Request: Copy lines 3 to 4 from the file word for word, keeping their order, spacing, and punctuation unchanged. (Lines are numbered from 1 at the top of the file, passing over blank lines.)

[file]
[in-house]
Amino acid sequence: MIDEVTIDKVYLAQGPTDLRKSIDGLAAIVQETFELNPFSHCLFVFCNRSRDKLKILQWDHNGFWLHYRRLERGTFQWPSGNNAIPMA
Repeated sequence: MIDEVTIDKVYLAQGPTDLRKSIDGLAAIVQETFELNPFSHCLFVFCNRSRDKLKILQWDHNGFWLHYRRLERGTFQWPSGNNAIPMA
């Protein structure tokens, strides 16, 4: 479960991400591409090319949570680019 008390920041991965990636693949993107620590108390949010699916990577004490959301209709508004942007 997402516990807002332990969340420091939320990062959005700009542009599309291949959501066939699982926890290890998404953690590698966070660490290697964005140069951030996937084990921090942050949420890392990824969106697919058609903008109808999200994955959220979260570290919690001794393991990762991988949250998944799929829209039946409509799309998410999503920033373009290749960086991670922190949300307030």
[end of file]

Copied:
Repeated sequence: MIDEVTIDKVYLAQGPTDLRKSIDGLAAIVQETFELNPFSHCLFVFCNRSRDKLKILQWDHNGFWLHYRRLERGTFQWPSGNNAIPMA
């Protein structure tokens, strides 16, 4: 479960991400591409090319949570680019 008390920041991965990636693949993107620590108390949010699916990577004490959301209709508004942007 997402516990807002332990969340420091939320990062959005700009542009599309291949959501066939699982926890290890998404953690590698966070660490290697964005140069951030996937084990921090942050949420890392990824969106697919058609903008109808999200994955959220979260570290919690001794393991990762991988949250998944799929829209039946409509799309998410999503920033373009290749960086991670922190949300307030």